“Is God a man or a woman?
God could be an armadillo. I have no idea.”
“He wanted the songs, the stories, to save everybody.”
“Everybody likes to have a place to think, to meditate, to eat a burrito...”
“For the rest of our lives, all we can hear are our names chanted over and over, until we are deaf to everything else.”
“She wanted to find a way to love them in death, because she forgot how to love them in life.”
“Fuck you,' Samuel said as he stole the ball, drove down the court, and went in for a two-handed, rattle-the-foundations, ratify-a-treaty, abolish-income-tax, close-the-uranium-mines monster dunk.”
“Father Arnold finished the ceremony and asked if anybody had any final words for the dearly departed.
"Final words?" Chess asked, "I don't know if I'll ever be able to stop talking about this.”
“A few days earlier, Chess and Thomas had driven to Spokane for a cheap hamburger. They walked in downtown Spokane and stumbled onto a drunk couple arguing.
"Get the fuck away from me!" the drunk woman yelled at her drunk husband, who squeezed his hand into a fist like he meant to hit her.
Thomas and Chess flinched, then froze, transported back to all of those drunken arguments they'd witnessed and survived.
The drunk couple in downtown Spokane pulled at each other's clothes and hearts, but they were white people. Chess and Thomas knew that white people hurt each other, too. Chess knew that white people felt pain just like Indians, Nerve endings, messages to the brain, reflexes. The doctor swung hammer against knee, and the world collapsed.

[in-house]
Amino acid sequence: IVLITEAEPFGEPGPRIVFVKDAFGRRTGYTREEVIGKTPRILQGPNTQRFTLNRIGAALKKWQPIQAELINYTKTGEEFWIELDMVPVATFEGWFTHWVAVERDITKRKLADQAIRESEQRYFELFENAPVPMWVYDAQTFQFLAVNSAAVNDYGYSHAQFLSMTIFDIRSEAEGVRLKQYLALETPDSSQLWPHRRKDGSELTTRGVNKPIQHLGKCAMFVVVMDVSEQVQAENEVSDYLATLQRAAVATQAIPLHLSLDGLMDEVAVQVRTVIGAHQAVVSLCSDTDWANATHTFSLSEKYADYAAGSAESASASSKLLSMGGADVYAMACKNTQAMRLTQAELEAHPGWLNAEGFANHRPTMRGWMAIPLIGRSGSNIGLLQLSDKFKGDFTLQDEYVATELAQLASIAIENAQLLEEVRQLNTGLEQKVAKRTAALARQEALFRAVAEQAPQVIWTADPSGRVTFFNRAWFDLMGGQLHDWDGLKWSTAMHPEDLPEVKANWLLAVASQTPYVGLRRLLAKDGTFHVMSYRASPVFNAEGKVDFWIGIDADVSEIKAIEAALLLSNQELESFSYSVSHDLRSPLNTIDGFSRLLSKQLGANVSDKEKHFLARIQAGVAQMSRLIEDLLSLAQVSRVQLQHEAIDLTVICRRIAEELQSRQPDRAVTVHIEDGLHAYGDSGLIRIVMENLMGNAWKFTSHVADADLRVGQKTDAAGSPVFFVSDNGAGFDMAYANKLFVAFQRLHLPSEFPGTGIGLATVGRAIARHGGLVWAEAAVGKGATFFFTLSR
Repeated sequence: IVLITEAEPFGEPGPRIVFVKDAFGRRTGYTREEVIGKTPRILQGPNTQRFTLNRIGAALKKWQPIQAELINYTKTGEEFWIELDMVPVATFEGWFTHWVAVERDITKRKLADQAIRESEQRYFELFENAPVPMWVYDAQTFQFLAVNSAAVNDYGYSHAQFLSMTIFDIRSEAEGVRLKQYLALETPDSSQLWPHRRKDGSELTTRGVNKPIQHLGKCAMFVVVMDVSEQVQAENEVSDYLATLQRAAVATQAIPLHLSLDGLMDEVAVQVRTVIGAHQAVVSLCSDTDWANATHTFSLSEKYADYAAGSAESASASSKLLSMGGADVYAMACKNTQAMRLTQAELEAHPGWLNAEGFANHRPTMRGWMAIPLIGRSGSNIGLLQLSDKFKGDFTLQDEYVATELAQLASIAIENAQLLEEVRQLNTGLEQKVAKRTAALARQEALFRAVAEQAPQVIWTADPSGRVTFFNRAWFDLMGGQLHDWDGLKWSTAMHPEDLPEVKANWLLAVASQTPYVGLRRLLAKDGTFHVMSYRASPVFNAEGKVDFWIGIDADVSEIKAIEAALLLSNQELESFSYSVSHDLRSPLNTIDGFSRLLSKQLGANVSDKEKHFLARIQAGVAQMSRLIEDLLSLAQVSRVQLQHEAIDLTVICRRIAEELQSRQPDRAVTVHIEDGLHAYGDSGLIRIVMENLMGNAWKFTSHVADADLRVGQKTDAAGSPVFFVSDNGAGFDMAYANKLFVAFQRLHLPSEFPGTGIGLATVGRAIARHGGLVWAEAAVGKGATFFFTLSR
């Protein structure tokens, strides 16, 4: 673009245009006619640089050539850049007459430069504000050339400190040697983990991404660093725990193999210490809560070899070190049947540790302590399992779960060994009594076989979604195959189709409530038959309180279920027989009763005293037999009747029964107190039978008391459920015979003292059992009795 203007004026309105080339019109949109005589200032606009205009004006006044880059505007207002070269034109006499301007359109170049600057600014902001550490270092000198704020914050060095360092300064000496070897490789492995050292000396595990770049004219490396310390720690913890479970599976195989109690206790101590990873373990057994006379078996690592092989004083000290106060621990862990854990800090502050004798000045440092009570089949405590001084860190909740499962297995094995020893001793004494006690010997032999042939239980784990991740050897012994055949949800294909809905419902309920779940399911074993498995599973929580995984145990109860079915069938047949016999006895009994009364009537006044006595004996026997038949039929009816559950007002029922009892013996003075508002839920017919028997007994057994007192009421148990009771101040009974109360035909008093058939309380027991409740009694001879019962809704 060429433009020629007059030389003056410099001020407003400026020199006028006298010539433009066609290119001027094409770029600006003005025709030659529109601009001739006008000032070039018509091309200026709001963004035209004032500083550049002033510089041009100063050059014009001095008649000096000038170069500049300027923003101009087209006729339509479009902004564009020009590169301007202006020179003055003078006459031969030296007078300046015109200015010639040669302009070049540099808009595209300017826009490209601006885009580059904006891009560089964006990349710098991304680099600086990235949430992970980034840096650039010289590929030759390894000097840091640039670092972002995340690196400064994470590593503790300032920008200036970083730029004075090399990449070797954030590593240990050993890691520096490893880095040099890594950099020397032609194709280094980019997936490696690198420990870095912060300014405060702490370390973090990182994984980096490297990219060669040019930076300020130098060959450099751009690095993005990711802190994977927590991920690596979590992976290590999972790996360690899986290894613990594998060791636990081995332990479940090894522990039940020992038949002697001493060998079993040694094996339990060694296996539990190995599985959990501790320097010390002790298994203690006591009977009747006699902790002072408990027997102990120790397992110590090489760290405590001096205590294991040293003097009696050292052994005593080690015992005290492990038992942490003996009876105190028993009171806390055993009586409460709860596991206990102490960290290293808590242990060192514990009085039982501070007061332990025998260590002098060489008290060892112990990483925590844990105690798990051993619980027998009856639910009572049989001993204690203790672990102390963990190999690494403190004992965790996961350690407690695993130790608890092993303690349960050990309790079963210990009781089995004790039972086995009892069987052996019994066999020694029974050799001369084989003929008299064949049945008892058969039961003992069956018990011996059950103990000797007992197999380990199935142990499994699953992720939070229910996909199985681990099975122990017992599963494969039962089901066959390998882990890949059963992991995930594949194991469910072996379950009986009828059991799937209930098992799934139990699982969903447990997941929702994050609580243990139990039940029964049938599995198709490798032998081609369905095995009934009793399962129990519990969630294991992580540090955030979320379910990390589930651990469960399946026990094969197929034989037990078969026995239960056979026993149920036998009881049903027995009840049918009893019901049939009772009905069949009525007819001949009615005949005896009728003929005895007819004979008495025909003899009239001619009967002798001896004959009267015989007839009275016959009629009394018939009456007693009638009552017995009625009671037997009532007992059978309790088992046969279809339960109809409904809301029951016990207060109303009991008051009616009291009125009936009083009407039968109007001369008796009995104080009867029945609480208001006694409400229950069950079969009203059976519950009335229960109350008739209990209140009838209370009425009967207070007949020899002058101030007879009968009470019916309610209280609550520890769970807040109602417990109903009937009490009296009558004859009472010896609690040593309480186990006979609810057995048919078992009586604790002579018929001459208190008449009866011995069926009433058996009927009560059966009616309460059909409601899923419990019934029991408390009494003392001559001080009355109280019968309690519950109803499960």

"You fucker!" the white woman yelled at her husband, who opened his hands and held them out to his wife. An offering. That hand would not strike her. He pleaded with his wife until she fell back into his arms. That white woman and man held each other while Chess and Thomas watched. A hundred strangers walked by and never noticed any of it.
After that, Chess and Thomas had sat in the van in a downtown parking lot. Thomas began to weep, deep ragged tears that rose along his rib cage, filled his mouth and nose, and exploded out.”
“He sang 'Stairway to Heaven' in four different languages but never knew where that staircase stood.”
“Where's your dad now?" Thomas asked.
The word gone echoed all over the reservation. The reservation was gone itself, just a shell of its former self, just a fragment of the whole. But the reservation still possessed the power and rage, magic and loss, joys and jealousy. The reservation tugged at the lives of its Indians, stole from them in the middle of the night, watched impassively as the horses and salmon disappeared. But the reservation forgave, too. Sam Bone vanished between foot falls on the way to the Trading Post one summer day and reappeared years later to finish his walk. Thomas, Chess, and Checkers heard the word gone shake the foundation of the house.”
“Thomas," Chess said, "if you don't want to be famous and have your stories heard, then why'd you start the band up?"
"I heard voices," Thomas said. "I guess I heard voices. I mean, I'm sort of a liar, enit? I like the attention. I want strangers to love me. I don't even know why. But I want all kids of strangers to love me."
The Indian horses screamed.”
“Thomas Builds-the-Fire's stories climbed into your clothes like sad, gave you itches that could not be scratched. If you repeated eve a sentence from one of those stories, your throat was never the same again. Those stories hung in your clothes and hair like smoke, and no amount of laundry soap or shampoo washed them out. Victor and Junior often tried to beat those stories out of Thomas, tied him down and taped his mouth shut. They pretended to be friendly and tried to sweet talk Thomas into temporary silences, made promises about beautiful Indian women and cases of Diet Pepsi. But none of that stopped Thomas, who talked and talked.”